A slowdown in housebuilding eased growth in Britain’s construction sector for the second month in a row in March, a survey reported.
The closely watched Markit/CIPS Construction Purchasing Managers’ Index (PMI) fell to 52.2 from 52.5 in February.
Economists had expected the figure to hold steady at 52.5, the rate was also the joint slowest rate of growth since a recent pick-up for the sector began in September following last summer’s Brexit vote.
The survey blamed “a loss of momentum in housing activity, which offset a rebound in both commercial and civil engineering activity”.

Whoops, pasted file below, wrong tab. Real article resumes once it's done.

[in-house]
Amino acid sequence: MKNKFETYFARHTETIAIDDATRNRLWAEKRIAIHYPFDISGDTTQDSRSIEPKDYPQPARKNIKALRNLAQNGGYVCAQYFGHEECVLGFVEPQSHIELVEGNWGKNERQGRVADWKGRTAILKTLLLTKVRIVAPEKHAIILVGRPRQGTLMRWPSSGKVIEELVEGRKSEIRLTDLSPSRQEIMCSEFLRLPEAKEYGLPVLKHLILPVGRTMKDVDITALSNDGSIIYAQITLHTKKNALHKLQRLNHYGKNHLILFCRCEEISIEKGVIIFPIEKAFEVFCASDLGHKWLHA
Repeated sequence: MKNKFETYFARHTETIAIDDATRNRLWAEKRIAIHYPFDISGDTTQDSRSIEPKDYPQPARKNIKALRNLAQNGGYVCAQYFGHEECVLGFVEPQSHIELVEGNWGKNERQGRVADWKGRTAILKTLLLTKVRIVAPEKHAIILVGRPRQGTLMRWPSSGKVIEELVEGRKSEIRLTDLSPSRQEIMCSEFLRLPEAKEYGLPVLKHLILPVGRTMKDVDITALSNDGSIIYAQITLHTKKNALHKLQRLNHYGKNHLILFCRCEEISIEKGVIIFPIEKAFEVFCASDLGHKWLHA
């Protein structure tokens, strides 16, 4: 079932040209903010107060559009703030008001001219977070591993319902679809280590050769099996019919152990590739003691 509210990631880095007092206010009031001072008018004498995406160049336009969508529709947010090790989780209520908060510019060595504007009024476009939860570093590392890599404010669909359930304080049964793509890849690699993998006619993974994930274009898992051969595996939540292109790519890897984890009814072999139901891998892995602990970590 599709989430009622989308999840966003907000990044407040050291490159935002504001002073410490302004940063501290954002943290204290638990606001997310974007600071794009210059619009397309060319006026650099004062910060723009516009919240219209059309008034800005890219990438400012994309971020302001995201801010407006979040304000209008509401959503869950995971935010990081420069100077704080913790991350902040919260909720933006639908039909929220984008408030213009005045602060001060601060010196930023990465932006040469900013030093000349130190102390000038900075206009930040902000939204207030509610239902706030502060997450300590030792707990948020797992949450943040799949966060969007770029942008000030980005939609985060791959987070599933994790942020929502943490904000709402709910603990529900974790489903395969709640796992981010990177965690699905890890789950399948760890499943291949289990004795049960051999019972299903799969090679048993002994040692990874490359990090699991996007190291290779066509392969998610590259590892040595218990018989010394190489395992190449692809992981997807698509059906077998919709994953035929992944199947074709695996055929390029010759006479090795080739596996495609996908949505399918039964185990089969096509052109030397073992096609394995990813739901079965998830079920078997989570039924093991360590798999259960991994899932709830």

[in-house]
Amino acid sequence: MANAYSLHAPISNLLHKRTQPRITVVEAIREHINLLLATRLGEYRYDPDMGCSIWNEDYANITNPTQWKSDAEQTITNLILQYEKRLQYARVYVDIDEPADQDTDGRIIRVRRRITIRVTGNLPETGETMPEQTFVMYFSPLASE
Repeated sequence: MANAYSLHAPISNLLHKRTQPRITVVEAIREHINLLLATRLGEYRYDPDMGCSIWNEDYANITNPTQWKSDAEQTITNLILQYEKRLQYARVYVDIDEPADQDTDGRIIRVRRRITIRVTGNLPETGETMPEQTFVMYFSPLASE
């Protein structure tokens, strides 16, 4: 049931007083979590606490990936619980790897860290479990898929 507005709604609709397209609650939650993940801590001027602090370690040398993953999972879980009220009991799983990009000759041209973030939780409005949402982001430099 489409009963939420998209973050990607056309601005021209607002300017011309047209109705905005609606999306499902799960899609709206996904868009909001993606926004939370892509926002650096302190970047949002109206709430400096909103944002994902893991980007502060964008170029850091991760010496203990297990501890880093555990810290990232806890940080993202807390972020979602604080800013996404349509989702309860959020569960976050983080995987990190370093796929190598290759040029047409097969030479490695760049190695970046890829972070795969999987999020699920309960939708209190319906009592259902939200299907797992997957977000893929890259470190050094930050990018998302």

The report follows similarly disappointing results from Markit’s manufacturing PMI released yesterday, which also showed an unexpected slowdown.
However, firms questioned in the survey remained upbeat as a “resilient economic backdrop had a positive impact on new invitations to tender”.
IHS Markit senior economist Tim Moore said: “UK construction firms experienced a growth slowdown in March, with the loss of momentum centred on housebuilding.
“A weaker trend for residential work has been reported throughout 2017 so far, which provides an indication that the cooling UK housing market has started to act as a drag on the construction sector.”
IHS Markit chief UK & European economist Howard Archer added that a number of weaker PMI reports in March pointed to the “suspicion the UK economy is beginning to falter”.